Secrets of the Sentiment Survey

12/14/2011 12:14 pm EST


Charles Rotblut

Vice President, The American Association of Individual Investors (

Charles Rotblut of the American Association of Individual Investors (AAII) discusses their weekly sentiment survey, and how extreme readings can often coincide with a market turning point.

Charles, I know as vice president of the American Association of Individual Investors, you follow a survey. Can you tell me about that survey?

Sure. We ask the members every week about their sentiment towardthe stock market. Specifically, we ask if they think stocks are going to rise or fall over the next six months—rising being bullish, bearish being that stocks will fall. We’ve asked the survey weekly since 1987.

Is there any type of historical correlation to the market performance?

There is. We’ve found a correlation when the ratings have reached extremes. For instance, in March 2009—right as the bear market was hitting a bottom—we saw bearish sentiment exceed 70%. Similarly, if we go back to the end of the tech bubble in January 2000, we saw bullish sentiment rise about 70%.

So, when we start seeing these bullish and bearish sentiment readings really get out to extreme levels, it usually is a sign that the market is about to make a reversal. Either if it’s going up, it’s going to turn around and go back down, or if it’s been falling and we see bearish sentiment hit an extreme, it means stocks should probably rise in the future.

So it’s kind of a contrarian indicator.

It is a contrarian indicator, and it works best actually when we do see those readings reach extremes. Over shorter periods of time, we do see sentiment varying one way or another, but it does give us a pretty good sense of how individual investors feel about the markets.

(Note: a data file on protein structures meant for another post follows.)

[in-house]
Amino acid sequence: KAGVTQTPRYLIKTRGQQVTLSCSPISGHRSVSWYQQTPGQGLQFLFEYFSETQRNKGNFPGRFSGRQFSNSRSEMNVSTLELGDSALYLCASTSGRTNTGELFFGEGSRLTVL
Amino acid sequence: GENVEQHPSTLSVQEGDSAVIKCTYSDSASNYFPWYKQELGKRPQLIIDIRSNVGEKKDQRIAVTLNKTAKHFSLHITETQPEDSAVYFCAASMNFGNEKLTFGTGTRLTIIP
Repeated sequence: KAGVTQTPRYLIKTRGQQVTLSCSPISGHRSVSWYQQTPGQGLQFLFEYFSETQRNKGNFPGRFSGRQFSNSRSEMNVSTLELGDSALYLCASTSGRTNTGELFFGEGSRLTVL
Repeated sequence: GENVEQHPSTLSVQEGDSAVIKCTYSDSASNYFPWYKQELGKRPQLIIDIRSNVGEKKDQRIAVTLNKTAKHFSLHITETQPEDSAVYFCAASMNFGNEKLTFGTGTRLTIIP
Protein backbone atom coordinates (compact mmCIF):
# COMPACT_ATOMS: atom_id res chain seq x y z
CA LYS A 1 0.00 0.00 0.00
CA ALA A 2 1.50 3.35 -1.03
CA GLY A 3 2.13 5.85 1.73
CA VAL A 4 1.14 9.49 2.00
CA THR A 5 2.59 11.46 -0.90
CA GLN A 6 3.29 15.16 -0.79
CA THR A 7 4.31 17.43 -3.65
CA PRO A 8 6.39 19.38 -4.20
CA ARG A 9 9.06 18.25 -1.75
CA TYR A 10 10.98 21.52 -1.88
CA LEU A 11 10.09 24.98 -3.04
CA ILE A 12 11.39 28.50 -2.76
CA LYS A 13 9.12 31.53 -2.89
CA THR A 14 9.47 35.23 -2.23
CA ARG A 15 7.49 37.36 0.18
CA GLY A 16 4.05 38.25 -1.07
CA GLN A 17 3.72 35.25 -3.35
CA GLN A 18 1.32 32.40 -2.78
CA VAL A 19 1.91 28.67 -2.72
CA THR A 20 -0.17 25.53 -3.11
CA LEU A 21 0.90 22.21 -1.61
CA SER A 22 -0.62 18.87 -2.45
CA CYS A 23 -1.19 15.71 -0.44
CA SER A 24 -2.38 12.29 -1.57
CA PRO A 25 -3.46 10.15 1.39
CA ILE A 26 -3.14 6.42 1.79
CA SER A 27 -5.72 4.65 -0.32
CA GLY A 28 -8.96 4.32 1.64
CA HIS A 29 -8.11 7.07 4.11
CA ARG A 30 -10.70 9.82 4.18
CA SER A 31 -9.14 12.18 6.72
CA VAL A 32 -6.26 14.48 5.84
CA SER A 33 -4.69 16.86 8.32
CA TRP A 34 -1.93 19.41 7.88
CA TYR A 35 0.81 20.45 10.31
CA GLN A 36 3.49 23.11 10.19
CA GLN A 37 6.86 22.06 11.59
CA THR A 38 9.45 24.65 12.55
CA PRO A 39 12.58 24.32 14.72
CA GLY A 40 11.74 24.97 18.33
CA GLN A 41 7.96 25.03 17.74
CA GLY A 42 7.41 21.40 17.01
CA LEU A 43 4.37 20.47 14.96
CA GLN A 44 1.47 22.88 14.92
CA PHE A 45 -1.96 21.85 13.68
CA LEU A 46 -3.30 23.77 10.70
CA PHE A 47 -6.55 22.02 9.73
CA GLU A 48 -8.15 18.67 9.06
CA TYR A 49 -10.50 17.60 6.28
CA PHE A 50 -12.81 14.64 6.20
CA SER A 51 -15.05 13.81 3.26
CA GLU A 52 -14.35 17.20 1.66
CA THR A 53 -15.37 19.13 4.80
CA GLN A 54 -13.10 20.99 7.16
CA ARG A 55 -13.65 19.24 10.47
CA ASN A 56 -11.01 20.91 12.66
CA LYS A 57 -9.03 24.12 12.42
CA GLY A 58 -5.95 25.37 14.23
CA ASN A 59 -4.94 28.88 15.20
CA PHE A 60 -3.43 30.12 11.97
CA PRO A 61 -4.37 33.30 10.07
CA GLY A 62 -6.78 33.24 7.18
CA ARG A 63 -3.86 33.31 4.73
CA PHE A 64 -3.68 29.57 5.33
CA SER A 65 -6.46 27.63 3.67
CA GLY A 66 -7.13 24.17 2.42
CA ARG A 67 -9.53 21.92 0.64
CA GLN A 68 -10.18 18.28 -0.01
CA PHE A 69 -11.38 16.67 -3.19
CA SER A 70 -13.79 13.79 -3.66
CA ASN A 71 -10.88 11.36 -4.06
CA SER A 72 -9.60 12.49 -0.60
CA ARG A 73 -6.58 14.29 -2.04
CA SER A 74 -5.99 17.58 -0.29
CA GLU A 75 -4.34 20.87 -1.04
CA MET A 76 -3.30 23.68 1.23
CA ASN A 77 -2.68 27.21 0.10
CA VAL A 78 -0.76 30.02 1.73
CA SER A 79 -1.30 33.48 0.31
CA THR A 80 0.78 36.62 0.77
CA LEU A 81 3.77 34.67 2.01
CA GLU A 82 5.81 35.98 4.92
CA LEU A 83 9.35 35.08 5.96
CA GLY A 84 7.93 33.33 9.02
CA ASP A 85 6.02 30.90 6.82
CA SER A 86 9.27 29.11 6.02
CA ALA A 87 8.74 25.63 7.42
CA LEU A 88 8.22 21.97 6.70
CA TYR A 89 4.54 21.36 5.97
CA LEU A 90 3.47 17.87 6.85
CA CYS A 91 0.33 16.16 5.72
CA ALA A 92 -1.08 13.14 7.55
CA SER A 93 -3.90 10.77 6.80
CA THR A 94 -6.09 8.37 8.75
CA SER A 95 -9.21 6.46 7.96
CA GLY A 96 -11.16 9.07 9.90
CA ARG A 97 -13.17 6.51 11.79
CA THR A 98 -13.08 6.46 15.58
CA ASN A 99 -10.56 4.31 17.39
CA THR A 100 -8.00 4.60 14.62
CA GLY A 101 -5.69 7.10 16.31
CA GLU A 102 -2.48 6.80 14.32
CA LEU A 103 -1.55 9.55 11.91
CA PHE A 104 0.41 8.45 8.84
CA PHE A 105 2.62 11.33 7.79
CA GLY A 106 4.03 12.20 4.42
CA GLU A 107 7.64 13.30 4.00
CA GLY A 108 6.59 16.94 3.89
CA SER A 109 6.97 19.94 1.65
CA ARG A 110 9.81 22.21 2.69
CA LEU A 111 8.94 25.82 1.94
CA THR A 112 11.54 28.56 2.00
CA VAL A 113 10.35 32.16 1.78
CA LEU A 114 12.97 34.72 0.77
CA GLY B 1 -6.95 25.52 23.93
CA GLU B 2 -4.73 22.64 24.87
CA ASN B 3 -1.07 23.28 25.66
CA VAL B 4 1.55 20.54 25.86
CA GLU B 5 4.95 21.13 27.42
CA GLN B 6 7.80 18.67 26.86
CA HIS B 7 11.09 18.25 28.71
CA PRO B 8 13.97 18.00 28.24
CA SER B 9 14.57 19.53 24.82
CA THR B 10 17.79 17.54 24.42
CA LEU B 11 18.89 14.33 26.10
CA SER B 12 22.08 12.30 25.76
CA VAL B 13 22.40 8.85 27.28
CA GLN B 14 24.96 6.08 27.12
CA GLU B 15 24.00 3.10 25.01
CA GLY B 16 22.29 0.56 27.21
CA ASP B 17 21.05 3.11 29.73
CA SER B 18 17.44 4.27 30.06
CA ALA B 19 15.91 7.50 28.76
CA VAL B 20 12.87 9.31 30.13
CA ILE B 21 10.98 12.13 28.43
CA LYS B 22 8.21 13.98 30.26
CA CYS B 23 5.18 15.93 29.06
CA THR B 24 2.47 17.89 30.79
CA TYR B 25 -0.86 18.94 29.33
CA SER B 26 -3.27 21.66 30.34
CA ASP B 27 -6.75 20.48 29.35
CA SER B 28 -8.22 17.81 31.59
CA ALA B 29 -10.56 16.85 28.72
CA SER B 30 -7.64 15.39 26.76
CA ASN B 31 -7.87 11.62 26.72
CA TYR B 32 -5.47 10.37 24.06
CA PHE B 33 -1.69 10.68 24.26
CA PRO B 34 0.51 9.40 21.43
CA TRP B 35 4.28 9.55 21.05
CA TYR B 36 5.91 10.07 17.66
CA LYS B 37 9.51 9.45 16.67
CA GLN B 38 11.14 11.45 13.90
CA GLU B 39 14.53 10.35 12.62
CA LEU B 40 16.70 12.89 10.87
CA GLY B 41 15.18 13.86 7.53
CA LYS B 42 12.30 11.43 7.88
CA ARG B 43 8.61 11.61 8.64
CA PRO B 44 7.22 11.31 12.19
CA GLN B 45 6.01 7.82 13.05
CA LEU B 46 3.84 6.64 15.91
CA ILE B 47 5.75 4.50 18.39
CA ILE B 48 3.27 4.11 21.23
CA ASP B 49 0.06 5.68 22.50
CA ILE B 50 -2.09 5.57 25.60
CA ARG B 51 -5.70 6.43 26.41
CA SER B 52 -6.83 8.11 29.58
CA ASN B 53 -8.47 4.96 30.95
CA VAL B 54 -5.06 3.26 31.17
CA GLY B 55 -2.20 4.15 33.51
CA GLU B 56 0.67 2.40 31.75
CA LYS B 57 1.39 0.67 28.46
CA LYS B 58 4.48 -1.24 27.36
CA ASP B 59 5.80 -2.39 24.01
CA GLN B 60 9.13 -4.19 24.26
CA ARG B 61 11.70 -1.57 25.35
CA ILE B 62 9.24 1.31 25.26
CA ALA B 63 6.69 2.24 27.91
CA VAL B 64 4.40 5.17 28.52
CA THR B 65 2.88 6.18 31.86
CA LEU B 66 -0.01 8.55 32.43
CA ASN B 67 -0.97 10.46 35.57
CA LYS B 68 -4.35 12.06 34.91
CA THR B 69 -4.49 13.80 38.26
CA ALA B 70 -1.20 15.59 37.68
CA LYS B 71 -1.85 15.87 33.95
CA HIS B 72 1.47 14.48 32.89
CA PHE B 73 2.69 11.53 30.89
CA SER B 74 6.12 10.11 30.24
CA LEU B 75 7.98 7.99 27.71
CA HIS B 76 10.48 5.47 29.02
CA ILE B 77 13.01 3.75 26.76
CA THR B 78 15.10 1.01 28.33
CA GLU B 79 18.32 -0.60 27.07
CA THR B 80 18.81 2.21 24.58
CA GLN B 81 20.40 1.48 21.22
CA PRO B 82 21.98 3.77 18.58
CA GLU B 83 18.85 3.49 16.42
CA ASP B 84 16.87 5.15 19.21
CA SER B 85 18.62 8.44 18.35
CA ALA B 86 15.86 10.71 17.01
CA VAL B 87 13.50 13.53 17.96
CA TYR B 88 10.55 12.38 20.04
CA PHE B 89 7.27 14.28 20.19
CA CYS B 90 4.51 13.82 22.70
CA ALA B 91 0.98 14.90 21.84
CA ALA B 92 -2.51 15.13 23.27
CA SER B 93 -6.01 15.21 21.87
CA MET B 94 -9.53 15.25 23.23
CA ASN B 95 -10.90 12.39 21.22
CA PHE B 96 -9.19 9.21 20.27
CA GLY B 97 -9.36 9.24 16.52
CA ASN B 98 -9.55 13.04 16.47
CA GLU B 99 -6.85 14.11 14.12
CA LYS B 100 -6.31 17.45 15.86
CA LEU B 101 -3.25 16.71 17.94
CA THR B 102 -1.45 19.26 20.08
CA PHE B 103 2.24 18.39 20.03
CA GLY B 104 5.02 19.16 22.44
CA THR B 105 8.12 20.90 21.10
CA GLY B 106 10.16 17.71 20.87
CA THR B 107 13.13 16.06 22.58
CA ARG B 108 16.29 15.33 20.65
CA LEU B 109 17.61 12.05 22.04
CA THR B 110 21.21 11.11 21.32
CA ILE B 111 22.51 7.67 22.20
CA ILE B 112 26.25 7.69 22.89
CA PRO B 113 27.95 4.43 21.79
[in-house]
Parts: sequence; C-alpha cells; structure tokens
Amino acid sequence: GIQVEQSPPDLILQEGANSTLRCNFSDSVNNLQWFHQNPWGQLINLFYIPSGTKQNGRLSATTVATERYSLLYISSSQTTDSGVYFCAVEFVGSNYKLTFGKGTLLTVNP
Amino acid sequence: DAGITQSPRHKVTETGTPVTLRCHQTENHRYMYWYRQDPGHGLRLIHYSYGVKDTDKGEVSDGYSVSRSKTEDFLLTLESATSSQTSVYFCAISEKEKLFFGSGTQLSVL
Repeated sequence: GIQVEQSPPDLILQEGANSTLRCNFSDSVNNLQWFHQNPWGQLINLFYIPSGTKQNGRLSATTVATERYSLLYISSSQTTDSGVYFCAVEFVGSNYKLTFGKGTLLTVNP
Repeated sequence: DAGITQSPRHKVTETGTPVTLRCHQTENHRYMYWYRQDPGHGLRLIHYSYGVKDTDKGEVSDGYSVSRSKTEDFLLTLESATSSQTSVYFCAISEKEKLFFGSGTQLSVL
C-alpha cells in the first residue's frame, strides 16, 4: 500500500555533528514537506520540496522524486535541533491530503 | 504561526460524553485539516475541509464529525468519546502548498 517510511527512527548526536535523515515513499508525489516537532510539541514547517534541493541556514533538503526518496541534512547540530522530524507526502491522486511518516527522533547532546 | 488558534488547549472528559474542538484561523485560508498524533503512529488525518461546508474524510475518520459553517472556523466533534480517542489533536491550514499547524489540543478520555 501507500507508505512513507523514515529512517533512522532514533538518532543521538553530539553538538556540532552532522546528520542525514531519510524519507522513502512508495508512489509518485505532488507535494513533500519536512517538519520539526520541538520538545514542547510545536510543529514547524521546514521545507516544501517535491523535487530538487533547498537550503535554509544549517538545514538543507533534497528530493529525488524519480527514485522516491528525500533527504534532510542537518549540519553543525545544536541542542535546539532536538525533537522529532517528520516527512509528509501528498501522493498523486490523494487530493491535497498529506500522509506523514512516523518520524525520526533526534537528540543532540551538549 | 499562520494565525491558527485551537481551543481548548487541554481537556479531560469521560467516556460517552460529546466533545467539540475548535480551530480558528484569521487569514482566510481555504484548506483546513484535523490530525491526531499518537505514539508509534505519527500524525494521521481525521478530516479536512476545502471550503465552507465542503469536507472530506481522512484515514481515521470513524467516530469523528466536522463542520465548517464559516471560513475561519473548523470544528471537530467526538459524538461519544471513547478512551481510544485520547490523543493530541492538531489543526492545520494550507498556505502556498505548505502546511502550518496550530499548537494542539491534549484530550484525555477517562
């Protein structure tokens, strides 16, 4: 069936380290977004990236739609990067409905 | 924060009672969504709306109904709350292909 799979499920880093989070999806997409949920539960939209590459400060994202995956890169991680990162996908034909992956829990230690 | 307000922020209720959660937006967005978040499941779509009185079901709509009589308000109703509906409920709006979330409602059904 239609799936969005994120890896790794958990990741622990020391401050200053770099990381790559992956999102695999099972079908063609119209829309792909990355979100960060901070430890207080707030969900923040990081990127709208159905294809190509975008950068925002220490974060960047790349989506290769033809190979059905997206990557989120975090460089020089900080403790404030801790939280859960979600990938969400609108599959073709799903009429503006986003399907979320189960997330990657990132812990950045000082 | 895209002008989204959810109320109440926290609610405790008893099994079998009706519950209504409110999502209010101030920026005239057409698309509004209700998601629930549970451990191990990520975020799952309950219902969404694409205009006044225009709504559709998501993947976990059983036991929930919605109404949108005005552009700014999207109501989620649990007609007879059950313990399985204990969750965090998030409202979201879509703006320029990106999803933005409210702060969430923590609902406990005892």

And a reading right in the middle—does that mean we’re in just a trading range where the investors really don’t know what’s going on?

Precisely, and a lot of times it gets affected week by week depending on the headlines, depending on the news out there, and just on investors’ moods.

So over the short term, we do see a bit of noise, but it does again signal what investors’ moods are, and sometimes they can fluctuate depending on the markets and depending on the economy and the depending on earnings news.

What’s the current sentiment survey saying?

Right now, we’re seeing bullish and bearish sentiment about even, but what it doesn’t tell you is that we’ve seen bearish sentiment stay above average for 32 out of the last 35 weeks and we’ve seen bullish sentiment be below average for most of the last 27 weeks.

So, although we actually have seen bearish sentiment pull back recently, investors are still very cautious. They’re worried about the economy, they’re worried about Washington DC, and obviously the politics that aren’t working, and they’re concerned about the European debt situation.

So they’re factoring all of that in, and just sitting and waiting like everyone else.

They are…and it’s interesting. Last week, I asked members whether or not they were bargain hunting for stocks or waiting, and the majority of members actually said that they either had started bargain hunting or they were actually waiting. And a lot of members said they were looking for another 10% to 20% drop in stock prices before they thought prices would be at a deep enough value to warrant shopping for them.

Are they discounting the third-quarter earnings season as old news?

They are. They are actually looking past earnings news and I think they’re really more focused on the headline risk…and I think they’re really worried about the economy and I think a lot of investors are looking at companies.

They’re looking at corporate balance sheets and they’re wondering why they’re not spending them on hiring, why they’re not spending them on capital equipment. They really want to see corporations help out the economy.

But at the same time, I think there is a lot of frustration with Washington, and the feeling that Washington itself isn’t doing enough to spur economic growth.

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